Sickle Cell Disease: Information for Parents

Sickle Cell Disease: Information for Parents

Sickle cell disease is the most common inherited blood disorder in the United States. Children with sickle cell disease experience episodes of severe pain and ongoing medical challenges. Early and ongoing medical care and treatment can minimize complications and help children with the disorder lead full and active lives.

Learn about promising treatments approved for people with certain types of sickle cell disease here.

How does sickle cell disease affect children?

In children with sickle cell disease, a protein called hemoglobin that carries oxygen inside the red blood cells forms chains that clump together and cause the red blood cell to be shaped like a crescent moon or the letter C- called a sickle cell.

Compared to normal red blood cells that are disk-shaped and flexible, sickled cells are stiff, sticky and fragile. They break apart and leave the blood stream sooner than normal red blood cells. This results in blocking of normal blood flow, preventing blood, and the oxygen it carries, to get to everywhere in the body.

Image Source: U.S. National Library of Medicine

How do infants and children get sickle cell disease?

Babies are born with sickle cell disease. Sickle cell disease is a genetic condition, so children get it in the same way they inherit the color of their eyes, skin, and hair through the combination of genes they inherit from their parents.

How is sickle cell disease inherited?

Everyone inherits one hemoglobin gene from their mother and one hemoglobin gene from their father. Inheriting one mutated or abnormal gene, but having a normal gene from the other parent, is called having a trait. Inheriting two abnormal hemoglobin traits or genes determines whether a child has sickle cell disease.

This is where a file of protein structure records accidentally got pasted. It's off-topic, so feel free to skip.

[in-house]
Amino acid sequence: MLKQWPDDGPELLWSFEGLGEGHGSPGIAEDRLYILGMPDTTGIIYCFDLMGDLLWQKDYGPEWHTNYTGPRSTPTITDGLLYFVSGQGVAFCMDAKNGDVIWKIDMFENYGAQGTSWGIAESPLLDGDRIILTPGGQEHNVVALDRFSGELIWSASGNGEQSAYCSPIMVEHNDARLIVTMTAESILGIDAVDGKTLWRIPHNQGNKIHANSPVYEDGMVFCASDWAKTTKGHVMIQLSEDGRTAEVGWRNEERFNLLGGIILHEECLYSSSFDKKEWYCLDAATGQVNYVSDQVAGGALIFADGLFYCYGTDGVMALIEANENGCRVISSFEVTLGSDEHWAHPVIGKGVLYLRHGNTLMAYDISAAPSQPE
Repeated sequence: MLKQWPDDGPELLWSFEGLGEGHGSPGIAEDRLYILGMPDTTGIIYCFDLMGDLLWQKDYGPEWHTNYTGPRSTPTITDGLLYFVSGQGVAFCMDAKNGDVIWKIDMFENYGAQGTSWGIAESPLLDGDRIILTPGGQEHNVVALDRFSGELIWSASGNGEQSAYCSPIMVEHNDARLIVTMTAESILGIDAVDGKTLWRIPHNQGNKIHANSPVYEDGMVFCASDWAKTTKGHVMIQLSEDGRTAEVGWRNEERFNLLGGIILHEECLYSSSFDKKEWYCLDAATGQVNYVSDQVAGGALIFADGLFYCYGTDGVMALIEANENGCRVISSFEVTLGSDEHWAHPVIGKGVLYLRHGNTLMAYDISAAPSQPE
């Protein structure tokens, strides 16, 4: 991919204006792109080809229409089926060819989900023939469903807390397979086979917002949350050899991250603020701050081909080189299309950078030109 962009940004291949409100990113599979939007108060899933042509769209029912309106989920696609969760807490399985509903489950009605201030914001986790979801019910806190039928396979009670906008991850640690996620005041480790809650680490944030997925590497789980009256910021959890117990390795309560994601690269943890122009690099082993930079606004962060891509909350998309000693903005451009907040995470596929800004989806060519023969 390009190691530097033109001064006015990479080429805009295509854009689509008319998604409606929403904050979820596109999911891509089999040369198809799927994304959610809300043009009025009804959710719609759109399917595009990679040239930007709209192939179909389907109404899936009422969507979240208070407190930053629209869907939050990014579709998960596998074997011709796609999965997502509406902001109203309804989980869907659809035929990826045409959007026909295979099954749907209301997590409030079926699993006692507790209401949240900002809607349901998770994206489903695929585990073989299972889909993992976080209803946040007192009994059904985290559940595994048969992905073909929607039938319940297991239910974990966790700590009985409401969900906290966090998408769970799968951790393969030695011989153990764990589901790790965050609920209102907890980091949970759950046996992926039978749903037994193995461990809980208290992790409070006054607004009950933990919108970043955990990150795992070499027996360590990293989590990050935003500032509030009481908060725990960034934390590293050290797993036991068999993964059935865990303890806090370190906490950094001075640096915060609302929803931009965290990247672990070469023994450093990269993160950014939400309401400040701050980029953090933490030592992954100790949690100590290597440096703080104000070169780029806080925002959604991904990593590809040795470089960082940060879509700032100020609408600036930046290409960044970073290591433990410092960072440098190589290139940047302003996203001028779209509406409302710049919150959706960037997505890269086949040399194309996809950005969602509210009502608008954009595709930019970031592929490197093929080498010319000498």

The normal hemoglobin gene is labeled A. The most common mutated hemoglobin genes or hemoglobin traits are called S or C. The mutated (changed) hemoglobin gene associated with sickle cell disease is S. Common types of mutated (changed or abnormal) hemoglobin genes that combine with S to cause sickle cell disease are S, C and beta thalassemia.

People who have inherited one of the following gene combinations DO NOT have sickle cell disease:

  • A+A (AA): no sickle cell disease
  • A+S (AS): carrier of the hemoglobin “S” gene, known as sickle cell trait
  • A+C (AC): carrier of the hemoglobin “C” gene

People who have inherited one of the following gene combinations DO have sickle cell disease:

  • S+S (SS): Sickle cell anemia or hemoglobin SS
  • S+C (SC): Sickle hemoglobin C disease or hemoglobin SC
  • S+ beta thalassemia trait (S-beta thalassemia): a form of sickle cell disease

Image source: Centers for Disease Control and Prevention

How do I know if my baby has sickle cell trait or disease?

Every state in the U.S. performs a newborn screening test for sickle cell disease. If this test is concerning for sickle cell disease, the baby is referred to a pediatric hematologist. If the test indicates sickle cell trait, the parents are counselled by their pediatrician and the child generally does not need to see a hematology specialist.

Early diagnosis- before infants show any symptoms- allows infants with sickle cell disease to get early treatment and can help lower their risk of infections and other serious problems.

Why is sickle cell disease more common in children of African heritage?

A carrier of a single hemoglobin S gene is said to have sickle cell trait or hemoglobin S trait. About 1 in 12 people of African ancestry carry S trait. Sickle cell trait is also common in people with ancestors from the Caribbean, Middle East, India, South America, Central America, and Mediterranean countries such as Turkey, Greece, and Italy. Sickle cell trait is found today in descendants of these populations no matter where they live.

People with hemoglobin S trait alone do not have sickle cell disease. However, if their reproductive partner also has the hemoglobin S trait, then together they have a 1 in 4 chance (25%) of having a child with sickle cell disease. This is why biracial and multiracial children can have sickle cell disease; about 1 in 365 Black or African American people are born with sickle cell disease each year in the United States.